"We got a lot of learning from Linux, Apache, and Eclipse," explains Handy. "And we have now gotten to the point where we have figured out that this is a repeatable process. We have also figured out that expanding to open source beyond Linux will have more impact on business in the next three years than Linux had on business in the past 15 years."
That's a pretty tall order. But IBM is serious about open source beyond Linux. One of the things that IBM is doing is helping to port the open source Xen hypervisor created by XenSource to its Power-based servers--even though it has spent untold millions of dollars making its own Virtualization Engine hypervisor for the Power platforms. IBM is also preparing a set of office automation programs called Workplace Productivity Editors, which is an open source stack of word processing, spreadsheet, presentation, and other tools that store data in OpenDocument Format (ODF) and snap into the future Lotus Notes and Domino. IBM has 125 million Notes customers, and is the market leader in enterprise-class instant messaging, and if it can deliver an acceptable office suite to these customers, they will not spend money on Microsoft Office. The free tools will be good enough for many end users, and they will help drive Notes and Domino sales.
IBM is dabbling in open source databases with the Apache Derby product, is giving away an entry DB2 Express-C database (and will probably never open source DB2), and is giving away WebSphere Community Edition, which is IBM's variant of Apache Geronimo. Handy says that IBM has 200 ISVs working with WebSphere CE, which is a tripling in the number of ISVs in a mere eight months, and that downloads of WebSphere CE had also tripled and now slightly exceed the download rate for Red Hat's JBoss middleware.
How far IBM takes open source up the stack remains to be seen. But there is a long way to go to get up to the application software layer. IBM's dabbling in open-style organizations such as Power.org for its Power chips, Blade.org for its BladeCenter blade server designs, and the Aperi project for open storage management software (which is currently housed at the Eclipse site) indicates that IBM is willing to experiment. It may take IBM a long, long time to work its way into application software. But if open source application suites take off, you can bet IBM will offering ports to its platforms, tuning, implementation services, and technical support. Just like it does for open source middleware and databases today.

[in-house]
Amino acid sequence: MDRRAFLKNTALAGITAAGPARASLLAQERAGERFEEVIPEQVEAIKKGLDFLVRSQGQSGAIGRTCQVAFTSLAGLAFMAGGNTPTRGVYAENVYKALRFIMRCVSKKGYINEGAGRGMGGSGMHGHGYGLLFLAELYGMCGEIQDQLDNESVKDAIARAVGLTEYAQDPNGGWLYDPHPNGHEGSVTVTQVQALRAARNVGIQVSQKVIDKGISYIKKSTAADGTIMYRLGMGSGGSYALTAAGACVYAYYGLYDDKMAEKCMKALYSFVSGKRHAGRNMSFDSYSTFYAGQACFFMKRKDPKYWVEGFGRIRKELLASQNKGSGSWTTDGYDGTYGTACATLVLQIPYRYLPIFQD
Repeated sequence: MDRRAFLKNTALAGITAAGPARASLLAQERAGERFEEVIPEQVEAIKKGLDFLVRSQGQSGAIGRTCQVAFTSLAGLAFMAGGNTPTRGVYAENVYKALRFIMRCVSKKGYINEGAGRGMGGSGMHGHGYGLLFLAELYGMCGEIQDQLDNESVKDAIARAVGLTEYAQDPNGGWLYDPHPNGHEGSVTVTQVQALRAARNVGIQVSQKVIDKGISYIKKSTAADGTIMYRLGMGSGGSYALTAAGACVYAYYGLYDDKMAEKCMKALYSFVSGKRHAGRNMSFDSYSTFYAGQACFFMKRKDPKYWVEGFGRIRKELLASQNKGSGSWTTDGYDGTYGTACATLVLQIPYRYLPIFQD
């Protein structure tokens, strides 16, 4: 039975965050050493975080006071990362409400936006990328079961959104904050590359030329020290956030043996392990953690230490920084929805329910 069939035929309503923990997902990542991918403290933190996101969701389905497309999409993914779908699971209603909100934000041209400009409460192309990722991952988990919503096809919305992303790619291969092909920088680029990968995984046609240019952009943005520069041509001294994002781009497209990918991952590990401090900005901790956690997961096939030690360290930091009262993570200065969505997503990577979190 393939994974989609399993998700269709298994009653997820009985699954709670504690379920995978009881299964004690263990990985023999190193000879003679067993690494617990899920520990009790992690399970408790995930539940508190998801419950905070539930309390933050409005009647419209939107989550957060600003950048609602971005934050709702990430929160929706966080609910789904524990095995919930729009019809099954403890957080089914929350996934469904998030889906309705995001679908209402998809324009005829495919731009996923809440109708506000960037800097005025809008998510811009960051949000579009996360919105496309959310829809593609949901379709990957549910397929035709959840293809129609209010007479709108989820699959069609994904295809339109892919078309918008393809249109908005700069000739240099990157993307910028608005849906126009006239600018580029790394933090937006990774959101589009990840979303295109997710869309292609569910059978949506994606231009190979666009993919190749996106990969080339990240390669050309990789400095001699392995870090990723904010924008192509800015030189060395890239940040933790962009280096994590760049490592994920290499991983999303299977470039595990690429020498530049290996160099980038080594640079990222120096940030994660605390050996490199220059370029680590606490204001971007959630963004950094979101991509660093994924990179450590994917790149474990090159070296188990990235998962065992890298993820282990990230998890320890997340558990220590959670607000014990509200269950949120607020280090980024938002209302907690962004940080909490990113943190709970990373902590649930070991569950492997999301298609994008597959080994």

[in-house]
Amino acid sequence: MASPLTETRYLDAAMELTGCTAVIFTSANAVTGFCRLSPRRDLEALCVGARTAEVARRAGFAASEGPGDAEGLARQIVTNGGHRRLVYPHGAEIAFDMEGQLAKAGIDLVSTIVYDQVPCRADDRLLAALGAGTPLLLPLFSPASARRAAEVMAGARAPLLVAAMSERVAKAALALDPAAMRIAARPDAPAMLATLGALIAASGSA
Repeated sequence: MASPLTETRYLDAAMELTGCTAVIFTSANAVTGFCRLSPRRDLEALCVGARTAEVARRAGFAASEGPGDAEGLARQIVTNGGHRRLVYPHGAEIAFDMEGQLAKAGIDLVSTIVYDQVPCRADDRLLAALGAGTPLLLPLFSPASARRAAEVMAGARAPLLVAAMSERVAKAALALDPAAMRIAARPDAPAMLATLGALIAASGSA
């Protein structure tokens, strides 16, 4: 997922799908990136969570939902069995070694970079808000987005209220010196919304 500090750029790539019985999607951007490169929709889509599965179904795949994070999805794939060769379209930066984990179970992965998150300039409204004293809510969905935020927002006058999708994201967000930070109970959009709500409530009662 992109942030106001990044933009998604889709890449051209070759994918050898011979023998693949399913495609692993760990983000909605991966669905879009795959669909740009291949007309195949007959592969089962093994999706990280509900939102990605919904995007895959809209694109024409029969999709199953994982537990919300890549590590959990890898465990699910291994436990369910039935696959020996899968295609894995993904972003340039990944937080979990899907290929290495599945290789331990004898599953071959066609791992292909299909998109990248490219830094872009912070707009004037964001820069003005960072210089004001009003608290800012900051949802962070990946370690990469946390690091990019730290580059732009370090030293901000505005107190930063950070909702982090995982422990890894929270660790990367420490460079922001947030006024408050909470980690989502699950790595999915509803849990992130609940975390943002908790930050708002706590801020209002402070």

Over at HP, Jeffrey Wade is worldwide marketing manager for HP's open source and Linux organization, and he is also pushing HP up the stack. HP has partnerships with the Linux players, including a pre-existing partnership with JBoss for middleware that was in place before Red Hat bought JBoss and another important one with MySQL for open source databases. HP sells, preconfigures, and supports Linux, JBoss, and MySQL on its various platforms, and uses that support to get services engagements.
Because HP only controls a few operating systems--HP-UX and OpenVMS--and these have nowhere near the volume of the Linux and Windows platforms its supports on its ProLiant, BladeSystem, and Integrity machines, and because HP got out of the middleware business a number of years ago (when it mothballed Bluestone, a company it paid $470 million to acquire in the bubble years), HP cannot do open source exactly the same way that IBM can. HP's tactic is to get support agreements with dominant open source middleware and database providers and then create blueprints, which it makes available for free, that show customers how to plug all this software together to make a solution.
The blueprints bear the name Open Source Middleware Stacks, or OSMS, and they were first announced in April. Last week at LinuxWorld, HP added a blueprint for directory services based on Symas Connexitor and two more for databases, based on MySQL or Oracle's 10g database. The existing OSMS offerings have Red Hat or Novell SUSE Linux as the base building block, and then companies can plug in JBoss or BEA Systems WebLogic middleware, then HP's Systems Insight Manager administration tools and ServiceGuard clustering software. Like IBM, HP is perfectly happy for a blueprint to mix and match open and closed source software--even if purists don't think this is politically correct. Whether the open source community likes it or not, companies will mix and match various kinds of programs as they see fit.
Because HP is a channel-driven company, it is also important to note that the OSMS offerings are now part of the company's Linux Elite program, and are thus something that HP's channel partners can grab, sell, and add value to.
Wade says that in June alone, over 2,000 copies of the OSMS blueprints were downloaded.